AI And Women: The Impact Of AI On Women In The Workplace And Society

Women’s History Month shines an important spotlight on how certain aspects of our society affect members of our global community. With the rise of artificial intelligence and other new and emerging technology, the world is undergoing a big transformation in terms of innovation, efficiency, and creativity. However, technology has been seen to display biases – and for women, this presents a complex set of challenges that can threaten economic security, personal safety, and social norms. Without a parallel revolution of legislation and social innovation, AI may perpetuate and worsen gender disparities for women in the workplace and society.

AI Threats to Economic Security

The rise of automation and AI is rapidly reshaping the job market – and women, particularly those without college degrees, face considerable negative impacts from this transformation. Many jobs in industries that employ a significant number of women, such as administration, retail, and finance, are being replaced by AI systems.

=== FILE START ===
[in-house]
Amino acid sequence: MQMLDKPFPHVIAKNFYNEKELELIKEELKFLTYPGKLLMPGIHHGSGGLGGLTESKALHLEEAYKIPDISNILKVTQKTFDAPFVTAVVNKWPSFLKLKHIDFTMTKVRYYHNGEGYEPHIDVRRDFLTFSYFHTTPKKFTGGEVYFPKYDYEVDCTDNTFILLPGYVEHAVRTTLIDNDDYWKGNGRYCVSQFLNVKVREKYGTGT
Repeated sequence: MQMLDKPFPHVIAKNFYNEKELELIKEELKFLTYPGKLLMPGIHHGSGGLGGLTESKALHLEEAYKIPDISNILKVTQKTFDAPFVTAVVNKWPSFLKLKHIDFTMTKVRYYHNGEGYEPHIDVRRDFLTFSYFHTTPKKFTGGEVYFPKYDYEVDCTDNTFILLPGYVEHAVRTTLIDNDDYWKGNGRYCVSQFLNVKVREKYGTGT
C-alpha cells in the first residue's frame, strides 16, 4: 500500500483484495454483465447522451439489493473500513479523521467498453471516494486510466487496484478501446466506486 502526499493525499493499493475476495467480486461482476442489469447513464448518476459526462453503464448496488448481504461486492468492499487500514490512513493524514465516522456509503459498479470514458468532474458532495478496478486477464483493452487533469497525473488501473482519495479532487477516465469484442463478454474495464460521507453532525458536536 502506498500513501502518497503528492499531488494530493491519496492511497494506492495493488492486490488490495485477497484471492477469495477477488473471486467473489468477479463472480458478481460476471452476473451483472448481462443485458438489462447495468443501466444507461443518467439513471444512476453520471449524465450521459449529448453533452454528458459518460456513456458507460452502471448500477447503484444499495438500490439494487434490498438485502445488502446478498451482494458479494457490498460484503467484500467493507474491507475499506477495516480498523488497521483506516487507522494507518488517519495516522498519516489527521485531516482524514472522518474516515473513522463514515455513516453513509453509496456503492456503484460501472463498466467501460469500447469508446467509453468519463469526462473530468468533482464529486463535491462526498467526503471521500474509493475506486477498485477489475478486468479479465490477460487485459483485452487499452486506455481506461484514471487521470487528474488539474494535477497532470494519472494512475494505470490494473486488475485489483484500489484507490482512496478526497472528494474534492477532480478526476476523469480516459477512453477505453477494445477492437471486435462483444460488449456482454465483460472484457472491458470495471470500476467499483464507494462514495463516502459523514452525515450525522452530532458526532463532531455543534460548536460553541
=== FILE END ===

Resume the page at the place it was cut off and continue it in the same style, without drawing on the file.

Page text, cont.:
More than just job displacement, AI has the potential to exacerbate existing gender inequalities. AI systems learn from various data input sources, and that data often reflects societal biases. Unaddressed, these biases can lead to discriminatory hiring practices and perpetuate existing gender pay gaps, as wage prediction models built on past salary data may inadvertently widen this disparity.

These concerns can also lead women to be more cautious about learning how to use AI software, which can limit their ability to benefit from it and can negatively affect their career development potential.

AI Threats to Personal Safety

Perhaps the most significant threat women face with AI’s emergence is related to its effects on personal safety. Deepfakes – the AI-generated manipulated media that can create realistic videos, images, and audio – can be weaponized to depict women in compromising or falsified situations. The potential for privacy violations, reputational harm, political manipulation, and emotional distress associated with deepfakes is one of the most pressing policy issues facing legislators today.